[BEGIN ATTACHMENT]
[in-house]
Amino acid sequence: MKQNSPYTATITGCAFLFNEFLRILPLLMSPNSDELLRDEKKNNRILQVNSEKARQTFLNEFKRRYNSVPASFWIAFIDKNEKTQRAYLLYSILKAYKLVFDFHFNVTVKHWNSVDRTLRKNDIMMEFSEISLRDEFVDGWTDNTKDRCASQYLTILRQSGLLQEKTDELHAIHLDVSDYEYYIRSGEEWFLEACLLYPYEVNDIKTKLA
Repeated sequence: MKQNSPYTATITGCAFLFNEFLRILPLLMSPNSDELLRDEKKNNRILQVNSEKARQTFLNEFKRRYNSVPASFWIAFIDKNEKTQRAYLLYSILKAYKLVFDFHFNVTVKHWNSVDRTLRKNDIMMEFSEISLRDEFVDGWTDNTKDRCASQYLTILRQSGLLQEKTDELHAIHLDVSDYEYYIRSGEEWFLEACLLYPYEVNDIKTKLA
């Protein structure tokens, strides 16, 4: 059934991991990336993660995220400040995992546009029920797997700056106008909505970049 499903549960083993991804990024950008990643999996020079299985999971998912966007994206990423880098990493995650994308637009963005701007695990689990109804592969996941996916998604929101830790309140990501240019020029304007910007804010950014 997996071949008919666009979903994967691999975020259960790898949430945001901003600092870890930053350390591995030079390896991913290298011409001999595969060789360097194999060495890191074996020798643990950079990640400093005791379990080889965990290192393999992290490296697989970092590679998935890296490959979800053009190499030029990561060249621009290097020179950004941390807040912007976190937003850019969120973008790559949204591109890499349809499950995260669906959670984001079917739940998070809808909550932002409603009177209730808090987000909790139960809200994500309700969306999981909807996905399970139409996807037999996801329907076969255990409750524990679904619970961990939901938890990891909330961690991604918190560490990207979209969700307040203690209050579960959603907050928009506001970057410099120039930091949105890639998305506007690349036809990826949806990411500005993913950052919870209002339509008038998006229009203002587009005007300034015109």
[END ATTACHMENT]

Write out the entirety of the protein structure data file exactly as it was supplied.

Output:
[in-house]
Amino acid sequence: MKQNSPYTATITGCAFLFNEFLRILPLLMSPNSDELLRDEKKNNRILQVNSEKARQTFLNEFKRRYNSVPASFWIAFIDKNEKTQRAYLLYSILKAYKLVFDFHFNVTVKHWNSVDRTLRKNDIMMEFSEISLRDEFVDGWTDNTKDRCASQYLTILRQSGLLQEKTDELHAIHLDVSDYEYYIRSGEEWFLEACLLYPYEVNDIKTKLA
Repeated sequence: MKQNSPYTATITGCAFLFNEFLRILPLLMSPNSDELLRDEKKNNRILQVNSEKARQTFLNEFKRRYNSVPASFWIAFIDKNEKTQRAYLLYSILKAYKLVFDFHFNVTVKHWNSVDRTLRKNDIMMEFSEISLRDEFVDGWTDNTKDRCASQYLTILRQSGLLQEKTDELHAIHLDVSDYEYYIRSGEEWFLEACLLYPYEVNDIKTKLA
């Protein structure tokens, strides 16, 4: 059934991991990336993660995220400040995992546009029920797997700056106008909505970049 499903549960083993991804990024950008990643999996020079299985999971998912966007994206990423880098990493995650994308637009963005701007695990689990109804592969996941996916998604929101830790309140990501240019020029304007910007804010950014 997996071949008919666009979903994967691999975020259960790898949430945001901003600092870890930053350390591995030079390896991913290298011409001999595969060789360097194999060495890191074996020798643990950079990640400093005791379990080889965990290192393999992290490296697989970092590679998935890296490959979800053009190499030029990561060249621009290097020179950004941390807040912007976190937003850019969120973008790559949204591109890499349809499950995260669906959670984001079917739940998070809808909550932002409603009177209730808090987000909790139960809200994500309700969306999981909807996905399970139409996807037999996801329907076969255990409750524990679904619970961990939901938890990891909330961690991604918190560490990207979209969700307040203690209050579960959603907050928009506001970057410099120039930091949105890639998305506007690349036809990826949806990411500005993913950052919870209002339509008038998006229009203002587009005007300034015109």